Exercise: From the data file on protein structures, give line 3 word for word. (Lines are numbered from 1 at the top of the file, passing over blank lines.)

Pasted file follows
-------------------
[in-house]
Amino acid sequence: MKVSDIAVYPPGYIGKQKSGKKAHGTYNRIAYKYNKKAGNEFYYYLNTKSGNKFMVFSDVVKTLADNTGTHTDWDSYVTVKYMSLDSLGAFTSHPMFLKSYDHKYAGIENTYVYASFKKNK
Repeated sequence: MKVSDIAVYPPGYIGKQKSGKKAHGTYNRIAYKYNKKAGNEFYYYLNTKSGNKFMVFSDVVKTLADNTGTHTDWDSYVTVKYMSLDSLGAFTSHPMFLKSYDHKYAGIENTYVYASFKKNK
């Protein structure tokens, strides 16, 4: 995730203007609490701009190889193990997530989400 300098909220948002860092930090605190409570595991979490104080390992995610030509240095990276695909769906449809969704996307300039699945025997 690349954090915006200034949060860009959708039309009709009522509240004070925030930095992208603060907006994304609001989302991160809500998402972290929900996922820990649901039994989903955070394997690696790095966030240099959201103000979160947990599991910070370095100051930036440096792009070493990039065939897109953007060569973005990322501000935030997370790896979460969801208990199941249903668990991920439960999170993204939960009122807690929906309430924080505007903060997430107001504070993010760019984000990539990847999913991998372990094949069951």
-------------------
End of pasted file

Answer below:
Repeated sequence: MKVSDIAVYPPGYIGKQKSGKKAHGTYNRIAYKYNKKAGNEFYYYLNTKSGNKFMVFSDVVKTLADNTGTHTDWDSYVTVKYMSLDSLGAFTSHPMFLKSYDHKYAGIENTYVYASFKKNK